One for Sorrow
Bantam Spectra, 2007
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Adam McCormick had just turned fifteen when the body was found in the woods. It is the beginning of an autumn that will change his life forever. Jamie Marks was a boy a lot like Adam, a boy no one paid much attention to-a boy almost no one would truly miss. And for the first time, Adam feels he has a purpose. Now, more than ever, Jamie needs a friend.
But the longer Adam holds on to Jamie’s ghost, the longer he keeps his friend tethered to a world where he no longer belongs…and the weaker Adam’s own ties to the living become. Now, to find his way back, Adam must learn for himself what it truly means to be alive.
In the Beginning
There was this kid I used to know who always sat in class with his head propped up in one hand. He always looked tired or mad about something, or sometimes just sad.
His name was Jamie Marks. But everyone called him Moony.
I'm not sure when or where or why he got the name, but I think it had something to do with him being fifteen years old and still a Boy Scout. It wasn't a good nickname or anything, and I sometimes wondered why, when guys in the eleventh and twelfth grades would sometimes shout in the hallways, "Hey, Moony! Moony Marks!" and laugh like idiots, Jamie didn't do anything to stop them. He'd just pretend like he hadn't heard. Sometimes there'd be a scuffle. One of the jerks wouldn't be satisfied with his silence, so they'd push him into a locker and say stupid shit like, "Speak when you're spoken to, Moony!" But he must have been a Boy Scout through and through, because he never did anything in retaliation. He just slid further down into the bottom of his existence, far away where they couldn't reach him.
When we were freshmen we started sitting next to each other in our computer classes. I didn't understand computers much beyond playing games on them, so he sometimes helped me. I never asked. Whenever he saw me stuck, he'd just offer his services. His voice was soft, not hard like I'd imagined it would be after everything. He was a good kid, really. I wished I knew how to be friends with him.
That summer I turned fifteen, and when fall came around again, I was put on the varsity cross-country team. I was a good runner. I did a mile in under four and a half minutes. My mother always called me her bolt of lightning. Then she'd tell the same old story again, the one about how I was born after forty hours of labor and how my lungs were undersized and there was a murmur in my heart. "The doctors didn't think you'd live," she'd tell me, or whoever happened to be around to listen. "But you were a fighter, my brave boy. You always fought to live."
I suppose I should probably say a word or two about my mother and the rest of my family.
We live in a white, one-story ranch house on a back road of a small town in Ohio. My father built the house right after he and my mom married, with some help from a few of his friends. He was a construction worker, proud of the buildings his hands brought into existence. When we drove around the countryside or through one of the nearby towns, he'd point out places he'd had a hand in making. He'd say things like, "Did the closets in that one," and would point out my window, his finger drifting in front of my face. I never knew what he was trying to tell me, so I'd just nod, considering the fine black hairs that curled along his arm. It didn't matter how I responded. Most of the time, my dad never had much to say.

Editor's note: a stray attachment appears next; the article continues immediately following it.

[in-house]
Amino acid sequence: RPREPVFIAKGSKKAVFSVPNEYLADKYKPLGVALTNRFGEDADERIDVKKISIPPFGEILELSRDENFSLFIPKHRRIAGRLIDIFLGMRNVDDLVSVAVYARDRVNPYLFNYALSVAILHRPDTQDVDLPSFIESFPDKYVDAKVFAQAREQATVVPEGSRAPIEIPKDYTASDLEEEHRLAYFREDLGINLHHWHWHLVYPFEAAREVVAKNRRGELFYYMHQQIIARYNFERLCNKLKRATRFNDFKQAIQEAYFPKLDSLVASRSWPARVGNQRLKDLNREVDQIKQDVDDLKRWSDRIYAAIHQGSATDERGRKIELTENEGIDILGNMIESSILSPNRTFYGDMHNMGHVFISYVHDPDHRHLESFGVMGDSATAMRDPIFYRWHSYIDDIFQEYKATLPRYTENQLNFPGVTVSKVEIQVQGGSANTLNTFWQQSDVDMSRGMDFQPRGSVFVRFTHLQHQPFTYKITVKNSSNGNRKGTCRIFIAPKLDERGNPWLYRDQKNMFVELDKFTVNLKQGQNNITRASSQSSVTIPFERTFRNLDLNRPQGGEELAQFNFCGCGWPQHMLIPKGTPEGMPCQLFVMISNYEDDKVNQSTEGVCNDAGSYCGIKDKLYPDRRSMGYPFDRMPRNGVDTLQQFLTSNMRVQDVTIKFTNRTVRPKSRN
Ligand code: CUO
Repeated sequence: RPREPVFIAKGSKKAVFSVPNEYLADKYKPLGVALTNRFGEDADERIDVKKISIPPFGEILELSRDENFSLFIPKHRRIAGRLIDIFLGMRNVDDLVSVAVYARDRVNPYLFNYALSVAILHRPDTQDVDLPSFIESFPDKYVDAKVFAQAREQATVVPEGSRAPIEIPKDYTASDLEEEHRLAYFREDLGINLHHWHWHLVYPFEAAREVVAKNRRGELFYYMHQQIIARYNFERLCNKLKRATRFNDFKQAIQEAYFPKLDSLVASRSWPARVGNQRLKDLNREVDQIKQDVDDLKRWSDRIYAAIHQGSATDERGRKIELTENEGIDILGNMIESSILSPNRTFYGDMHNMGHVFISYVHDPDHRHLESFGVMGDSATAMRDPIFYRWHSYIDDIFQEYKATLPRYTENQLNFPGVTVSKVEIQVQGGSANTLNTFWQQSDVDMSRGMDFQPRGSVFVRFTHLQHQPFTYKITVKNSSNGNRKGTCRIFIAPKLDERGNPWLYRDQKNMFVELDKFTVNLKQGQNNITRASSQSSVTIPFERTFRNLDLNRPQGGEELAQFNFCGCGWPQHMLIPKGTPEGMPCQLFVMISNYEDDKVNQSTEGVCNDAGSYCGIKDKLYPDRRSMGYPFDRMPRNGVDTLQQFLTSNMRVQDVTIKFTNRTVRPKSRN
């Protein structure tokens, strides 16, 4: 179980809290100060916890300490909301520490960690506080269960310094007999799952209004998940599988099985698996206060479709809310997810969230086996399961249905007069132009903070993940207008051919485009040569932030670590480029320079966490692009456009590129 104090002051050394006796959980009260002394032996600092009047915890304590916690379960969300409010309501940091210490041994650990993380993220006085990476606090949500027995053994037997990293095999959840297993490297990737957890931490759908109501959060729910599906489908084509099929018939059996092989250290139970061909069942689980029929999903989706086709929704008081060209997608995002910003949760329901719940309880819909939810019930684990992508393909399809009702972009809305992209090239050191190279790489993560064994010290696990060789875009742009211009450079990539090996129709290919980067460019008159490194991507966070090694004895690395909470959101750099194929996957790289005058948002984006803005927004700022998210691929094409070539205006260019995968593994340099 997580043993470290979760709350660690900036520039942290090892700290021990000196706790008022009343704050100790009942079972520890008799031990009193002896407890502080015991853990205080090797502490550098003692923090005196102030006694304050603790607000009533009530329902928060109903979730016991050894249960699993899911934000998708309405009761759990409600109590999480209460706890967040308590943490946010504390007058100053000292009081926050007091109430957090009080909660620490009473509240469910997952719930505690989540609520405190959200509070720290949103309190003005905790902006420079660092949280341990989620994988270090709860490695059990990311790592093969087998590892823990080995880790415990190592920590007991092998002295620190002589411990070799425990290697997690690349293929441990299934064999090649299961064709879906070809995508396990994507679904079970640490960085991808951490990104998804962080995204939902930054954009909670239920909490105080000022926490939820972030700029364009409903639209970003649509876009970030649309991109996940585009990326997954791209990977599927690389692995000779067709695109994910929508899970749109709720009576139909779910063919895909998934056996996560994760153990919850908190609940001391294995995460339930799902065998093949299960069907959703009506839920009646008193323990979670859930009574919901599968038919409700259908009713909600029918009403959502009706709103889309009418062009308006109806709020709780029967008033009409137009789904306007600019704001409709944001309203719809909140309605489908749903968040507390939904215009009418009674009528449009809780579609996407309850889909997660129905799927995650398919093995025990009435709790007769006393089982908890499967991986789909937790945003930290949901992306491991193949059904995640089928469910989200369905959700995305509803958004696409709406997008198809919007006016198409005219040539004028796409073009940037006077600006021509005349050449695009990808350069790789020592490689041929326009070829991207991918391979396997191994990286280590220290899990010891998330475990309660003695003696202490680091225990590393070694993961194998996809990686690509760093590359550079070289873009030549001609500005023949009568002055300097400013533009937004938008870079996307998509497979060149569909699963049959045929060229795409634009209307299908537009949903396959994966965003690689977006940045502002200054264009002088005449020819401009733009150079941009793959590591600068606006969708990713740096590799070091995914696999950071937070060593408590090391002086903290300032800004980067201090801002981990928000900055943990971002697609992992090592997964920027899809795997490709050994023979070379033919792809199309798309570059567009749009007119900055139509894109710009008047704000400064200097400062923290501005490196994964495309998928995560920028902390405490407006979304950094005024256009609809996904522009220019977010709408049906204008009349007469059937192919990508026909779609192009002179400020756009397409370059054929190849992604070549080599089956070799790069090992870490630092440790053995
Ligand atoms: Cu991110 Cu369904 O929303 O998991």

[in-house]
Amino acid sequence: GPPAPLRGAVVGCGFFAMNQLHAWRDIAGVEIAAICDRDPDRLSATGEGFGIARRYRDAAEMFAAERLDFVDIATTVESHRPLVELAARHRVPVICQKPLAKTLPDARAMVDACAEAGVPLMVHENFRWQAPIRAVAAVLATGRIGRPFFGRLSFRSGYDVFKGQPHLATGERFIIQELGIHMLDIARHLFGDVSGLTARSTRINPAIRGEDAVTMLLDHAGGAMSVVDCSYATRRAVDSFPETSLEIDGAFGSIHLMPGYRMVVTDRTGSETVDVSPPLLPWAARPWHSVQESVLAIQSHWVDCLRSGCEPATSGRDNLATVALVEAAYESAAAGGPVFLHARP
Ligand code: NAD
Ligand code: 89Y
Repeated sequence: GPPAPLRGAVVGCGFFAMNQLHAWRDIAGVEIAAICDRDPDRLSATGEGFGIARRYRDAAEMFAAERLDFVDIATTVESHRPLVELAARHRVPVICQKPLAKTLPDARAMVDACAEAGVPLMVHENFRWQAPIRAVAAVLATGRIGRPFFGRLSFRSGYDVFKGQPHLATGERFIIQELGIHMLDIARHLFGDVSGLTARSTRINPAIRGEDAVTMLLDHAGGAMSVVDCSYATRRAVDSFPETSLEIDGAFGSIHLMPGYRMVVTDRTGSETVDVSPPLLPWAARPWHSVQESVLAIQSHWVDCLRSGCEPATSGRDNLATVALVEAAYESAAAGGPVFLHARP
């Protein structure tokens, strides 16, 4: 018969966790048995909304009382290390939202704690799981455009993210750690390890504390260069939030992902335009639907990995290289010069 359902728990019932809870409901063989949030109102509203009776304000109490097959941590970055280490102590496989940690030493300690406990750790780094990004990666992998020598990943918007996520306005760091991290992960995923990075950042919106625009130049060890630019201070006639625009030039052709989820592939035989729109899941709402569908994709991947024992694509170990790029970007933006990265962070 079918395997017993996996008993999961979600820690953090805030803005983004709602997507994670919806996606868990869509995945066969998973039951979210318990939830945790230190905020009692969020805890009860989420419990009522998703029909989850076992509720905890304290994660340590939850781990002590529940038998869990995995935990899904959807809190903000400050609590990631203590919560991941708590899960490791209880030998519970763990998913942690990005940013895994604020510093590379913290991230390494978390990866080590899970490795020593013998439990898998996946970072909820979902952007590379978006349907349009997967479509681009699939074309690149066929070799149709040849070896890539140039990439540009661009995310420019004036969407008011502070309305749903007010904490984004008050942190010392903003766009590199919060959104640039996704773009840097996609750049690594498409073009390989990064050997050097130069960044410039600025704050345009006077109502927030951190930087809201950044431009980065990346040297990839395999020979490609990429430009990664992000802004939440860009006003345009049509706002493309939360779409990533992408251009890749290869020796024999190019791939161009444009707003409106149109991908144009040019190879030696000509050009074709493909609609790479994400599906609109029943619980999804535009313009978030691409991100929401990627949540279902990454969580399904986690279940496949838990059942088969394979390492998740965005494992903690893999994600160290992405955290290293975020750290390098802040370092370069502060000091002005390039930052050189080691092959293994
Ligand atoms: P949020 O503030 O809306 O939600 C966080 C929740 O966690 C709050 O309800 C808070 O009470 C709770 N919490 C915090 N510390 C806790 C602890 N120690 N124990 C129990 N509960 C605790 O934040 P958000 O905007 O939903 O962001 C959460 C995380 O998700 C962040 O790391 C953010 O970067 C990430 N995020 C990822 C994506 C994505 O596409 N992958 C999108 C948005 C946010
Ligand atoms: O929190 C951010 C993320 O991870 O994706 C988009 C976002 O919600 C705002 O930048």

My mom, on the other hand, is a talker. She could outtalk anyone, except maybe my grandma.
Mostly she has a good bit of advice or a word of encouragement for everyone. Usually she's in good spirits, unless she and my dad have fought, and when that happens she can be black for days and everyone knows to stay away. I remember in one of her worst moments she stopped me on my way to my room and said, "Don't ever put your happiness in someone else's hands. They'll drop it. They'll drop it every time." She'll always come around eventually, her smile settled back on her face like an advertisement for happiness, but I never believed in that smile except when I was a little kid and didn't know better. I learned early that smiles lie.
Along with my parents is my brother, Andy. He's two years older than me. He was a senior when I started running on the varsity track team. Sometimes teachers called me his name and, after realizing their mistake, said, "I'm sorry. Adam. Adam McCormick. Let's hope you're a bit more serious than your brother."
I'm a bit more serious, I guess. All of my teachers realized that quickly. Soon after their initial worry over me being like Andy, who was known for being a part of what you might call the burnout heavy metal crowd that cut class and always smelled like pot, they started making remarks on essays I wrote or on tests I'd taken that said, "Very good, Adam! You're on the right track! Keep it up!"
This was before all of the bad stuff started to happen. Or I should say this was before all of the bad stuff started to happen that had been coming into existence for years beforehand. It's just that none of us recognized it at first. Or I should say it's just that none of us recognized it except my grandma, who died in the spring when I was still fourteen and a freshman in high school. She'd come to live with us after my grandpa died of lung cancer and she'd been with us for a year when I went into her bedroom one morning to wake her for breakfast and found her dead.